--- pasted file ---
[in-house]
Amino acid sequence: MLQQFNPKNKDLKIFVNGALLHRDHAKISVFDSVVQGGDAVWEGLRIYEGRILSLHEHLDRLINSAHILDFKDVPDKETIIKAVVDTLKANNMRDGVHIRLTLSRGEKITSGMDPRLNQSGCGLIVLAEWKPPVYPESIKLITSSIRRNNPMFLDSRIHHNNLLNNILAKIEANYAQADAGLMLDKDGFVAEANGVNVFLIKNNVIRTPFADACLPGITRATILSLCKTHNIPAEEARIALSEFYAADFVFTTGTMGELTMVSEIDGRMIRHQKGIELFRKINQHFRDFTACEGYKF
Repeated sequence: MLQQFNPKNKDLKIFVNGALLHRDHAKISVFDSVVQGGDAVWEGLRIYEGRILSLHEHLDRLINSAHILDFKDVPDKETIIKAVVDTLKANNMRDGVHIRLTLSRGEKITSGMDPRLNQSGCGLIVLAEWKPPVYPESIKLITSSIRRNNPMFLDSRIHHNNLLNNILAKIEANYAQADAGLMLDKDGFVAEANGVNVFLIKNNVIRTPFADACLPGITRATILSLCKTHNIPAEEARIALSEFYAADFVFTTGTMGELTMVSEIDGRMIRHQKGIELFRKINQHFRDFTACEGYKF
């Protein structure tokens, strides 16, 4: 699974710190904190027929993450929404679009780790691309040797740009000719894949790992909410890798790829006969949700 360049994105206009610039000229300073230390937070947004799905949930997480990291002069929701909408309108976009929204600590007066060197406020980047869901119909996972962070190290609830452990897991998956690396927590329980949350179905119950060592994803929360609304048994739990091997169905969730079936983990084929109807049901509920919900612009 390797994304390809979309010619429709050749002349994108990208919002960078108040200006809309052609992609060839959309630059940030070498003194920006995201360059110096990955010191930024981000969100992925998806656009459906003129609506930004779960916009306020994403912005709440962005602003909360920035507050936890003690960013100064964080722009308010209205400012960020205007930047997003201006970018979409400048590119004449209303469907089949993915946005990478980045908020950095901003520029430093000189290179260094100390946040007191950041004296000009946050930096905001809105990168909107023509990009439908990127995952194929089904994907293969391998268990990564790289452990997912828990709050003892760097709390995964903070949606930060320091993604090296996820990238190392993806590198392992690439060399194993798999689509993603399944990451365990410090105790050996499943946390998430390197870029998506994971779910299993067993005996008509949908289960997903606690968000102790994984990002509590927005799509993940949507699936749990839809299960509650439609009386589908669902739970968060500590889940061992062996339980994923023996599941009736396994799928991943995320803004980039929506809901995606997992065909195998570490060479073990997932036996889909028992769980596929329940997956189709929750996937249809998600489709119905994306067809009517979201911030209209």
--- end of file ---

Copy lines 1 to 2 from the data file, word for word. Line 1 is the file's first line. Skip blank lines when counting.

[in-house]
Amino acid sequence: MLQQFNPKNKDLKIFVNGALLHRDHAKISVFDSVVQGGDAVWEGLRIYEGRILSLHEHLDRLINSAHILDFKDVPDKETIIKAVVDTLKANNMRDGVHIRLTLSRGEKITSGMDPRLNQSGCGLIVLAEWKPPVYPESIKLITSSIRRNNPMFLDSRIHHNNLLNNILAKIEANYAQADAGLMLDKDGFVAEANGVNVFLIKNNVIRTPFADACLPGITRATILSLCKTHNIPAEEARIALSEFYAADFVFTTGTMGELTMVSEIDGRMIRHQKGIELFRKINQHFRDFTACEGYKF